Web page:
Friday, October 15, 2010

Saving Private Ryan

This is one of those movies where it seems like everyone is in it. The main cast of soldiers trekking across France is full of guys you recognize even if you don't know your names. Hey, Tom Sizemore! And Vin Diesel! And Adam Goldberg! And Giovanni Ribisi! And Ed Burns! And Daniel from Lost! And it doesn't stop there. There are plenty of other small roles without a lot of prestige but still played by famous actors. It's Bryan Cranston with one arm! And Paul Giamatti! And Ted Danson! And Dennis Farina! And one of Nathan Fillion's first roles! It honestly gets fairly distracting when you're playing spot-the-guy in the middle of an epic, dramatic war movie, but that's one of the only flaws in an otherwise quite remarkable film.

The two most significant parts go to Tom Hanks as the leader of the unit sent after Private Ryan to bring him home after his three brothers are all killed in action, and Matt Damon as Ryan himself, the object of the film, although he only shows up for the last hour. It's funny, he was cast because he was basically unknown, but by the time the movie came out he was already a celebrity. Remember that distraction thing? I spent a fair amount of time thinking "So when is Matt Damon gonna show up?" But yeah, the film itself is a remarkable one. Just a great combination of drama, acting, cinematography, and editing. The film has a washed out look to it that someone sets the tone of a period war film without having to say anything. The production values are pretty outstanding; even when nothing is blowing up, the bombed out, rubble-filled city streets and rolling countrysides always look amazing and authentic. There are many scenes of the soldiers arguing about the mission, hazing the new guy, or just killing time that always have a natural feel to them, making you believe that these men have grown used to each other through so much time training and fighting together.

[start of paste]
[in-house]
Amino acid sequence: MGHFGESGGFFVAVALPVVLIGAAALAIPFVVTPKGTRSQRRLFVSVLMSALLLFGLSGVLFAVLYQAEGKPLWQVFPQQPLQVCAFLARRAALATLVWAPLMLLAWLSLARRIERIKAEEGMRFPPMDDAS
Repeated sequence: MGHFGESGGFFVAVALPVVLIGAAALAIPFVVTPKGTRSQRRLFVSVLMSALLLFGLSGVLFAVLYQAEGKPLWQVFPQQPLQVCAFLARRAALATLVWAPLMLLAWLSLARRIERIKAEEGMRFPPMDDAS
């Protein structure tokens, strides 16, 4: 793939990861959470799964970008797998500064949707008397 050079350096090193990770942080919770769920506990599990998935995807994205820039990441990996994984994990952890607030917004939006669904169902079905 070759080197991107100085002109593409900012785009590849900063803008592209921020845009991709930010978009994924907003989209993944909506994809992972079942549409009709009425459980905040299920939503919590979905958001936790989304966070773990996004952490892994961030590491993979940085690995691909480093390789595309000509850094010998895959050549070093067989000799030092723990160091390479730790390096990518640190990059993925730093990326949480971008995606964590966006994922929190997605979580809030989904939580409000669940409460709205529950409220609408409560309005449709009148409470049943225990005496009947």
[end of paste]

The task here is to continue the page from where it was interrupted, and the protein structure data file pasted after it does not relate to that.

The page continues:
And of course there are the battles. The film is bookended by two sequences nearly half an hour in length, including the famous Normandy landing scene, filled with bullets, screaming, and severed limbs. The stark brutality of it might seem exploitative to some, but I thought there was power in the harsh, blunt way it was presented. War isn't pretty, and few sequences have captured it as well as that. Besides that and the climactic final battle, there are multiple other sequences, although they're relatively brief. They're still well filmed and choreographed, and throughout all of them the different soldiers get their chances to shine, although the unit's best marksman gets a lot of the best moments. As you might expect with a war movie things don't end well for everybody, and there's actually a scene where an earlier act of good will has negative consequences, which made me wonder for a bit what exactly the script was trying to say. Although in some ways the film romanticizes heroic sacrifice, it's still effective at conveying what it really does to people. One of Steven Spielberg's best films, and an effective jumping off point for the HBO miniseries that followed.

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